A couple of years ago, my neighbor asked me what all “the black stuff” was covering the exposed roots and area around the base of his large beech tree. I looked at it and thought, “Ah, that’s the same stuff I’ve seen on branches in the woods.” The next time I saw some, I cut off a branch and brought it home. Because I taught a high school ecology class at the time, I was particularly excited when I found out that it was a black sooty mold associated with the beech blight aphid. I found a great description on Tom Volk’s web site – his September 2007 Fungus of the Month, Scorias spongiosa.
This is the time of year for them. The beech blight aphid associated with the Scorias are cottony little buggers, and if you keep your head pointed down while hunting fungi, you might get a mouthful of “powder” from a low hanging branch – I have!!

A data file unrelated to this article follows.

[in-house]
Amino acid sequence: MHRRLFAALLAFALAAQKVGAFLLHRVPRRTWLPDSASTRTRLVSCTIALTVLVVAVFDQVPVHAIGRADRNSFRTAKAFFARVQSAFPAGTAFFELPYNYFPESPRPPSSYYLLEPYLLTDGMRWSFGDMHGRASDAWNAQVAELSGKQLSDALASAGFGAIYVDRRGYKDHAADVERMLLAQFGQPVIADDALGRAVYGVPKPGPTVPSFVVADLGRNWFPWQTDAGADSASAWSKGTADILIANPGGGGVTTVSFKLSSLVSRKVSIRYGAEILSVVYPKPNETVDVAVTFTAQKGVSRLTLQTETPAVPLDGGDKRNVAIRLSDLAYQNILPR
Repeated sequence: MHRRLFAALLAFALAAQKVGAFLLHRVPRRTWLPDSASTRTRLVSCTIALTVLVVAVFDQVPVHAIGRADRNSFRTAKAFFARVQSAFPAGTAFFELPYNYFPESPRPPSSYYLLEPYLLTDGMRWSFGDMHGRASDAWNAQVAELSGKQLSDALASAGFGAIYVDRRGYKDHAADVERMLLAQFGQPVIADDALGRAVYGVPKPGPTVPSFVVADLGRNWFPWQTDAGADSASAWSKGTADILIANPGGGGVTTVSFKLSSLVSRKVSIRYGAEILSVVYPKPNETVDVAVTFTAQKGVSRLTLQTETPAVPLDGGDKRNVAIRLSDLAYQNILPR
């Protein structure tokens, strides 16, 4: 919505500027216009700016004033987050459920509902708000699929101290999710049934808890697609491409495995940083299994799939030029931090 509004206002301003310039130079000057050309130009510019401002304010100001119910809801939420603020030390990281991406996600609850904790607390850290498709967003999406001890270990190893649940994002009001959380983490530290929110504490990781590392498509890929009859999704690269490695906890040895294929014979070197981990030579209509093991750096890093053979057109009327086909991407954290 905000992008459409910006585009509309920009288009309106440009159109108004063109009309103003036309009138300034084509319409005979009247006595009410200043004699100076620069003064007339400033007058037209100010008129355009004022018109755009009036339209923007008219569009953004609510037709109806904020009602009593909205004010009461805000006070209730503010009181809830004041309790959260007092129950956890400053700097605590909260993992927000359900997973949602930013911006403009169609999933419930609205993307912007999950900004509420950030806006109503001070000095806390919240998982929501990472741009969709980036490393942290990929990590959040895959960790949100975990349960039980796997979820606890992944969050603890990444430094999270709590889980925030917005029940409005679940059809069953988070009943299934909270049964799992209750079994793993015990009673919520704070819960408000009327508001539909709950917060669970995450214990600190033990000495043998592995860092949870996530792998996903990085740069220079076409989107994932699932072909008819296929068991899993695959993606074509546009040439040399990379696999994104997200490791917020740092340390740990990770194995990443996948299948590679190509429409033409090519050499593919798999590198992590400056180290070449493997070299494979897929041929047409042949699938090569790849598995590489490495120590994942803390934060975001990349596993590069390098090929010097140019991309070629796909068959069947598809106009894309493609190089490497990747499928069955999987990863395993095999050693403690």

Tom explains the process well, so read what he has to say. The picture below is the asexual stage of the fungus growing on the honeydew, or droppings, from the aphid. From the ground, you might say, “Wow, look! A coral mushroom growing in a tree”. Look closer. In a few days it will turn black as the mold begins to reproduce sexually.
Photo on the left is a close look at a beech blight aphid colony on a branch. Tom Volk’s site includes a video of the critters swaying and wiggling. That’s why this photo is out of focus – they’re dancing.